I hope they're right, not only for the Mets' sake, but because it would finally give NYFS, a site I dearly love for their minor league coverage, the credibility it needs to compete with the big boys of the NY media.

If they're wrong, however, they're going to need a Mo Vaughn sized towel to wipe all the egg from their faces. And I'm going to mourn from now until spring training for my team.

Sunday, January 02, 2005

"All of this, all of this can be yours"

This from today's Denver Post, with gratitude to the ever vigilant Hardball Times for the tip-off:

"The Red Sox want to unload [Byung-Hyun] Kim and are willing to eat about 80 percent of his $6 million salary. They are seeking multiple mid-level prospects, thus far preventing a match with the Rockies."

Byung-Hyun Kim's place in Red Sox lore, such as it is, results from his involvement in one of the best "addition by subtraction" trades of recent years, though it was not thought to be so at the time. Kim was supposed to be the point of the deal, brought in to shore up a bullpen that was crazy like a Chad Fox. Which he did, until the Red Sox really needed him, at which point he started giving up runs like he was channeling John Wasdin . The real enduring positive of the trade turned out to be the deportation of Shea Hillenbrand, whose absence cleared the way for David Ortiz to be unleashed upon an unsuspecting American League.

Had his Red Sox story ended in 2003, Kim might yet be remembered a little fondly. Instead, he shrewdly flipped off his home fans during pre-game playoff introductions, and the specter of the bullpen he failed to steady spooked Grady Little into Pedrogate. This was further compounded by Theo Epstein giving him what has proven in hindsight to be a terrible contract. To top it all off, Kim's recalcitrance about altering his workout routine in spite of a troubled arm cost him his spot in the rotation this April. Kim is still relatively young, and he might yet have a reasonable facsimile of a major league career in front of him. It is nevertheless apparent that no part of this hypothetical career will develop in Boston. (Nor is it likely to develop in Coors Field, I suppose, but as a Red Sox fan that's not my problem.)

Once again, Kim's greatest contribution to his present club would be to take his place in an "addition by subtraction" trade. Consequently, if I'm Theo Epstein, I'm not sure I'd hold out for "mid-level prospects," plural. I'd settle for a mid-level prospect, singular. I'd settle for an Official Red Ryder Carbine-Action Two-Hundred-Shot Range Model Air Rifle. Heck, I'd even settle for an autographed photo of Aaron Miles, provided it wasn't accompanied by Aaron Miles himself. I'd just want Kim off my roster. If the Rockies want him, I say pay for the shipping, if that's what it takes.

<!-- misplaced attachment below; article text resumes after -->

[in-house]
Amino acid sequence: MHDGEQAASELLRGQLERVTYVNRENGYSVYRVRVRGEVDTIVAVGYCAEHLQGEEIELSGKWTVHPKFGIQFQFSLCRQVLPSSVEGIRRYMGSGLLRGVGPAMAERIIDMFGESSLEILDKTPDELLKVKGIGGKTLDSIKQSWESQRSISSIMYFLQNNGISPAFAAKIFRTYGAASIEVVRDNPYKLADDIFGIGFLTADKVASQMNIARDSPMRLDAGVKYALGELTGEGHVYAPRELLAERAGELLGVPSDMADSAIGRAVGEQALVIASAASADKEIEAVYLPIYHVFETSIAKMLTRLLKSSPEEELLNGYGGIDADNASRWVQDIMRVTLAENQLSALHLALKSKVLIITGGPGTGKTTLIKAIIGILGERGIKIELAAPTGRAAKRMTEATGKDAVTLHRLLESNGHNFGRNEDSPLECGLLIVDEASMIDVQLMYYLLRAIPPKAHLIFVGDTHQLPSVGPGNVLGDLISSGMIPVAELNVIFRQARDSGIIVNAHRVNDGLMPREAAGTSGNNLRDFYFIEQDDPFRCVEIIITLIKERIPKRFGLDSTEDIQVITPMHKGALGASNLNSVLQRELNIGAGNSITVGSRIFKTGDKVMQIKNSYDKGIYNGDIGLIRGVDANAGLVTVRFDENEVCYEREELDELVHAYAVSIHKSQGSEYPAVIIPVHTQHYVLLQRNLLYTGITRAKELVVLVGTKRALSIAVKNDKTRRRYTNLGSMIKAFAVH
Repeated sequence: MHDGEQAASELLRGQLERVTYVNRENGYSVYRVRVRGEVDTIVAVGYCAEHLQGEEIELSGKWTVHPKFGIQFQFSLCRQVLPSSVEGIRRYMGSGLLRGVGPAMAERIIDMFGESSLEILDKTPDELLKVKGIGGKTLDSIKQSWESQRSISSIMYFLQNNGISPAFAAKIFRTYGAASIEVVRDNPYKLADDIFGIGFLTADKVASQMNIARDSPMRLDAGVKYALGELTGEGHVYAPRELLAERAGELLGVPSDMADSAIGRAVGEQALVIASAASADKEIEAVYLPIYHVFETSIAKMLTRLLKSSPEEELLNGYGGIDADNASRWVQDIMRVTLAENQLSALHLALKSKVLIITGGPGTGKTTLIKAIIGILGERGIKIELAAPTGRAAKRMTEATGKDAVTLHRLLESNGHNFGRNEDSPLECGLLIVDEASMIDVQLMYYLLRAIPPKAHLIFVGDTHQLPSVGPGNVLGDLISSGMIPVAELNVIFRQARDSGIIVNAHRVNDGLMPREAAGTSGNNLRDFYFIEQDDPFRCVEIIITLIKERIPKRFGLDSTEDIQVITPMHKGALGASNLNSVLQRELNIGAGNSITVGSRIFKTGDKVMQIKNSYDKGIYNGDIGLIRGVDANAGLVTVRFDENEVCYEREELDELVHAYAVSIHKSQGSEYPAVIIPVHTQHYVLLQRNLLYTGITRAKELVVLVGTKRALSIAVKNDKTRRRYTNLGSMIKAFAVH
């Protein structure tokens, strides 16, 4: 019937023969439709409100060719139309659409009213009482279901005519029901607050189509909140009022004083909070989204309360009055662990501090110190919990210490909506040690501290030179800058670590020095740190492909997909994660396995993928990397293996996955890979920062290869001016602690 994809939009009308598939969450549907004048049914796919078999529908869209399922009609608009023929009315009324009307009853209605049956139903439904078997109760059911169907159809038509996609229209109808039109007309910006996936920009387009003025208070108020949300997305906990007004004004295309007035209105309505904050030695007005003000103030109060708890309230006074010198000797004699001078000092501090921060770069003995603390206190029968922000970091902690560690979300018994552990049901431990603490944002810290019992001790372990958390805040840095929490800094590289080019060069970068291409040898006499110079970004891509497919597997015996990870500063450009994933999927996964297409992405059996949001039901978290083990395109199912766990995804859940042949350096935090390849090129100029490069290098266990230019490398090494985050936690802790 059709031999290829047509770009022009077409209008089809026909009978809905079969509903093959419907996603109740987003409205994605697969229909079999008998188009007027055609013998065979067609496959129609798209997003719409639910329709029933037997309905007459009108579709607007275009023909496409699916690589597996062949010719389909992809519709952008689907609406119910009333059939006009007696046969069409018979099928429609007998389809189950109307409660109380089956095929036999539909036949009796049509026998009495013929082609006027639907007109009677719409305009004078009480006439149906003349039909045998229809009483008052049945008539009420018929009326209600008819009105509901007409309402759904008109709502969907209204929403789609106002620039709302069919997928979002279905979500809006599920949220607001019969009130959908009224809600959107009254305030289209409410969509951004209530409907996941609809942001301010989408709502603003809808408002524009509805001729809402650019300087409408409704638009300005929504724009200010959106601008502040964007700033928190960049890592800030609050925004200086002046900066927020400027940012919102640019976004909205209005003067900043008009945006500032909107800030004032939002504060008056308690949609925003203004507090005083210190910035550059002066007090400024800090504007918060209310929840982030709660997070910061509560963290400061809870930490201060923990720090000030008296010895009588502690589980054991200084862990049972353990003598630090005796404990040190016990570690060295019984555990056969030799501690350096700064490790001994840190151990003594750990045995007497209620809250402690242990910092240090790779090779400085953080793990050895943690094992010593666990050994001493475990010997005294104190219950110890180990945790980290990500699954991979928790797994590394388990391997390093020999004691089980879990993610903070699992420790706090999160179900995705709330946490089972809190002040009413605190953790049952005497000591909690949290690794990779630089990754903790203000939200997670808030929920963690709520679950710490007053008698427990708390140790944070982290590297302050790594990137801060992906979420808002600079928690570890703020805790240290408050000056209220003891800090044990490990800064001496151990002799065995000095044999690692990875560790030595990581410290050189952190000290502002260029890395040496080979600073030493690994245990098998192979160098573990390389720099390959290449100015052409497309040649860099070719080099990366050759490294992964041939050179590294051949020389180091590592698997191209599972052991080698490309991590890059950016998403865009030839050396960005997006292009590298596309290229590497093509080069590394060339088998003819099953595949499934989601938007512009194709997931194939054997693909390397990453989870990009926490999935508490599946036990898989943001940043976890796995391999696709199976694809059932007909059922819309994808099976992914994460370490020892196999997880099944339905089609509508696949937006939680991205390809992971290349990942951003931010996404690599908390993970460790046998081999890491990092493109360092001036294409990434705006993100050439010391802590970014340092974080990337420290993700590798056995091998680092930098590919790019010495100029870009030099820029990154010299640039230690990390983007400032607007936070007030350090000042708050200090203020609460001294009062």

Saturday, January 01, 2005

The Spreading "No Question"

Compliments and apologies to James Thurber for the title.

I think I first noticed it about a year ago, during the NFL playoffs. Troy Aikman began nearly every other sentence of his commentary with two simple words: "no question." I didn't like it, in much the same way that I dislike any phrase that gets repeated a little too often. Then again, Troy Aikman is hardly our National Barometer of Eloquence. Maybe it was a concussion thing.

As football season eventually (thank heavens) turned into baseball season, I noticed that the same spores of unvarying diction clinging to Aikman's palate had spread to Tim McCarver as well. There was "no question" about a great many things: the desirability of dropping a sacrifice bunt, the necessity of slow runners trying to go from first to third on sterling outfield arms, the indisputable holiness of Blanche DuBois. I gritted my teeth a bit, and then I settled down into a shrug. Maybe it was just a Fox broadcasters thing.

Now, though, my ears were acutely tuned to these increasingly obnoxious two words. I was hearing them everywhere, from anyone who had an opinion about anything. Phrases like these come and go, but the spreading "no question" I find particularly objectionable for the following reasons.

1) Anything you say following "no question" is, by your own admission, stating the obvious. If there's no question, why do you need to make the point?

2) The phrase is often heard at the beginning of a response to a question. If someone asks you about something and you begin your answer with "no question," you are implying that your interlocutor is ignorant of well-known realities.

3) The phrase, as used in discussions of certain controversial policies, is a way of pre-empting a conversation about important issues of public life that are genuinely in dispute.

This third incongruity in the use of the phrase is, I would suggest, especially irritating. The people claiming there is "no question" about such matters are sufficiently well-spoken to know what they're doing, and sufficiently intelligent to know better than to do it.

Perhaps my sensitivity to this phrase is an occupational hazard. I don't think so, though, inasmuch as I have lacked a real occupation for quite some time. I have many wishes for 2005, some of them extravagant and likely unattainable, some of them so curious and petty that I won't task you with them here. Between these two extremes falls this wish: I hope to hear a vast reduction in the use of "no question" sprinkled throughout broadcast discourse. In return, I will gratefully become less of a hectoring word-badger, and expend my peevish wrath elsewhere.

There are a variety of words available for asserting the absolute correctness of one's position. A great many of them end in "ly." Let's use them.